Border can be invisible but cameras needed, Swiss customs advise MPs
Technology, intelligence and joint British-Irish mobile patrols deemed necessary
The head of Switzerland’s customs service Christian Bock told the Northern Ireland affairs committee at Westminster that physical checks were unavoidable, either at the Border itself or elsewhere. Photograph: Nick Bradshaw
The Border could remain invisible after Brexit using technology, intelligence and joint British-Irish mobile customs patrols, the head of Switzerland’s customs service said.
But Christian Bock told the Northern Ireland affairs committee at Westminster that physical checks were unavoidable, either at the Border itself or elsewhere. “You need control points, not at the Border, but somewhere in the country,” he said.
Switzerland, which is not in the European Union, has customs borders with five of the six countries on its borders and Dr Bock said that cross-border customs co-operation is crucial. He said that German police helicopters patrol within Switzerland, with Swiss personnel on board.
“We are working together. There are common teams, we have even common police posts where we are working together and this collaboration with colleagues, with the different security forces, is in my view extremely efficient,” he said.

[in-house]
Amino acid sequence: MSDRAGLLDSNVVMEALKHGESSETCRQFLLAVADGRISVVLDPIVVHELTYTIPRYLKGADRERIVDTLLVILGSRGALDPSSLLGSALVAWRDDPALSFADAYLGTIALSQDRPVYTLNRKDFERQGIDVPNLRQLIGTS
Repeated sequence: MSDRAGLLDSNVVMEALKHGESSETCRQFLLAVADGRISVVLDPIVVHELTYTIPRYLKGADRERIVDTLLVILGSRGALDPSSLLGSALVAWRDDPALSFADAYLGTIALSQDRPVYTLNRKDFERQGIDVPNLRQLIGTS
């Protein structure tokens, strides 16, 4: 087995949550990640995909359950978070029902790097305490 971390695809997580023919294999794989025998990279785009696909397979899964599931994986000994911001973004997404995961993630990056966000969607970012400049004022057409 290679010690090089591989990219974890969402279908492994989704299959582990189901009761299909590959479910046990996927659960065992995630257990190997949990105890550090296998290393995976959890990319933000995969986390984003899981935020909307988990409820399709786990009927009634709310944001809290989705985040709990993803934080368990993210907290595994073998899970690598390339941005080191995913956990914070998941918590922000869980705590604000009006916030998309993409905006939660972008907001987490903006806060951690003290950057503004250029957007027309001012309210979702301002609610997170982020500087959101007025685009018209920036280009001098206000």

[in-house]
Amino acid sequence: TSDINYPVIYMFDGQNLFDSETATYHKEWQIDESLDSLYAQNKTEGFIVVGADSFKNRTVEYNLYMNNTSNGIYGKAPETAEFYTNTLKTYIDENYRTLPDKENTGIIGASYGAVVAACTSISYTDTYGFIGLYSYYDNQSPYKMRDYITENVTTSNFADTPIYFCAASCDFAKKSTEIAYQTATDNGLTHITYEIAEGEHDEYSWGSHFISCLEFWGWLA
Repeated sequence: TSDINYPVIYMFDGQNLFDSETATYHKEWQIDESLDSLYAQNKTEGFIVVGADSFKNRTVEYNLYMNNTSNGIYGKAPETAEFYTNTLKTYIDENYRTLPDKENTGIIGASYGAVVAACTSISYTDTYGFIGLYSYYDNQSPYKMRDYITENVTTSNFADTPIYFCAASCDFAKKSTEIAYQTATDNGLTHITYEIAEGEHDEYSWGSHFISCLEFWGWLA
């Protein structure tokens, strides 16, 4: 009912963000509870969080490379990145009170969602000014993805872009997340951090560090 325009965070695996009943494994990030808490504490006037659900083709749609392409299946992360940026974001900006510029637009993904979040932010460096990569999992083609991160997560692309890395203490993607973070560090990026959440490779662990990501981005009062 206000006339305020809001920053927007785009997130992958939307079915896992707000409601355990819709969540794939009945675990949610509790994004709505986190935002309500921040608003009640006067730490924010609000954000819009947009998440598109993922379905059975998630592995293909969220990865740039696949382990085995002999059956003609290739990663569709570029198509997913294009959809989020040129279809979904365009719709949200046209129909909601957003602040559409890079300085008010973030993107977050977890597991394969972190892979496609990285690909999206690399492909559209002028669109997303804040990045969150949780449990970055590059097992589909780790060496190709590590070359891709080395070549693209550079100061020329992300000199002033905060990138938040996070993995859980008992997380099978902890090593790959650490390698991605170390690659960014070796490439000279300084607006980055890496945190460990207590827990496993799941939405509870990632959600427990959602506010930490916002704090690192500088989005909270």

Movement of goods
Dr Bock said simplified procedures were available to farmers who had to cross the border frequently, and that traders in commodities like milk could submit monthly returns.
He acknowledged, however, that each movement of goods, including livestock, across the border had to be recorded and declared.
The head of Switzerland’s border guard force, Col Rebekka Straessle, said they use cameras on every border crossing point to monitor licence plates.
The British government has ruled out any “physical infrastructure”, including cameras, on the Border but Col Straessle said the only alternative was manned checkpoints.
“You have either people on the ground, boots on the ground, or you have technical means,” she said. Liv Kristin Rundberget, assistant director of the Norwegian customs service, agreed some physical infrastructure at the Border was unavoidable, although Norway and Sweden ease the administrative burden by operating shared customs posts.
DUP MPs on the committee said they were encouraged by what they heard from the Swiss customs chief. However, Dr Bock pointed out that such an efficient border is expensive.
The Swiss customs service is, after the army, the biggest unit of the federal government, employing 5, 000 customs officers with an annual budget €1.3 billion.